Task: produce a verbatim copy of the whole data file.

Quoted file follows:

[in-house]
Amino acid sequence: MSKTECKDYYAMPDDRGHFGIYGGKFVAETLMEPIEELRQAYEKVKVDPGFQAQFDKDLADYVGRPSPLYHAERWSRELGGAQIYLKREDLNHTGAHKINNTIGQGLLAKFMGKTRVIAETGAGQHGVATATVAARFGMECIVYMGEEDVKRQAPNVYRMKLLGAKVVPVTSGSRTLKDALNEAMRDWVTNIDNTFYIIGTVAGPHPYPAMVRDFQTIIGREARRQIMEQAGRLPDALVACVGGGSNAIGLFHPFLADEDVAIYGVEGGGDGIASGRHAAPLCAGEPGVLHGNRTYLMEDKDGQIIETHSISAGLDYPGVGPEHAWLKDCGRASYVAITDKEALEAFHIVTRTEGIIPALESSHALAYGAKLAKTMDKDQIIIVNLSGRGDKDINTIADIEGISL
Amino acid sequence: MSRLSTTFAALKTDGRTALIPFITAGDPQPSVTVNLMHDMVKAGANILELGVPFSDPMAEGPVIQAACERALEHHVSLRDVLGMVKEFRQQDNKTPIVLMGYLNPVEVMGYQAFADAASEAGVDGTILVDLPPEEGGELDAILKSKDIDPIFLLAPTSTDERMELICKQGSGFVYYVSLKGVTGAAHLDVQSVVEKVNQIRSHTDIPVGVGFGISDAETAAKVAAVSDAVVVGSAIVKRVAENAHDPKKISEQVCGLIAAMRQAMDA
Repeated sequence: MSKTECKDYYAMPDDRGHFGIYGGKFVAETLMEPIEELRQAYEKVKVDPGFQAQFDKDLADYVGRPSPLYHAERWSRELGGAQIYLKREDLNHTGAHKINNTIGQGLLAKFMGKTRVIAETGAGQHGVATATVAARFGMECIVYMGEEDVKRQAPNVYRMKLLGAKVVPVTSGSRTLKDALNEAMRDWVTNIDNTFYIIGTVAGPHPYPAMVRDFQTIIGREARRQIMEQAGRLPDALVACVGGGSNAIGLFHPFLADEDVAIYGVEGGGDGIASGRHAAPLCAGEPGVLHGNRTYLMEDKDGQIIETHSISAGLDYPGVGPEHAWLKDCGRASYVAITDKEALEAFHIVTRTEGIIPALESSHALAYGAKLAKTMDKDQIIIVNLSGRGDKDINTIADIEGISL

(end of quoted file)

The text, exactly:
[in-house]
Amino acid sequence: MSKTECKDYYAMPDDRGHFGIYGGKFVAETLMEPIEELRQAYEKVKVDPGFQAQFDKDLADYVGRPSPLYHAERWSRELGGAQIYLKREDLNHTGAHKINNTIGQGLLAKFMGKTRVIAETGAGQHGVATATVAARFGMECIVYMGEEDVKRQAPNVYRMKLLGAKVVPVTSGSRTLKDALNEAMRDWVTNIDNTFYIIGTVAGPHPYPAMVRDFQTIIGREARRQIMEQAGRLPDALVACVGGGSNAIGLFHPFLADEDVAIYGVEGGGDGIASGRHAAPLCAGEPGVLHGNRTYLMEDKDGQIIETHSISAGLDYPGVGPEHAWLKDCGRASYVAITDKEALEAFHIVTRTEGIIPALESSHALAYGAKLAKTMDKDQIIIVNLSGRGDKDINTIADIEGISL
Amino acid sequence: MSRLSTTFAALKTDGRTALIPFITAGDPQPSVTVNLMHDMVKAGANILELGVPFSDPMAEGPVIQAACERALEHHVSLRDVLGMVKEFRQQDNKTPIVLMGYLNPVEVMGYQAFADAASEAGVDGTILVDLPPEEGGELDAILKSKDIDPIFLLAPTSTDERMELICKQGSGFVYYVSLKGVTGAAHLDVQSVVEKVNQIRSHTDIPVGVGFGISDAETAAKVAAVSDAVVVGSAIVKRVAENAHDPKKISEQVCGLIAAMRQAMDA
Repeated sequence: MSKTECKDYYAMPDDRGHFGIYGGKFVAETLMEPIEELRQAYEKVKVDPGFQAQFDKDLADYVGRPSPLYHAERWSRELGGAQIYLKREDLNHTGAHKINNTIGQGLLAKFMGKTRVIAETGAGQHGVATATVAARFGMECIVYMGEEDVKRQAPNVYRMKLLGAKVVPVTSGSRTLKDALNEAMRDWVTNIDNTFYIIGTVAGPHPYPAMVRDFQTIIGREARRQIMEQAGRLPDALVACVGGGSNAIGLFHPFLADEDVAIYGVEGGGDGIASGRHAAPLCAGEPGVLHGNRTYLMEDKDGQIIETHSISAGLDYPGVGPEHAWLKDCGRASYVAITDKEALEAFHIVTRTEGIIPALESSHALAYGAKLAKTMDKDQIIIVNLSGRGDKDINTIADIEGISL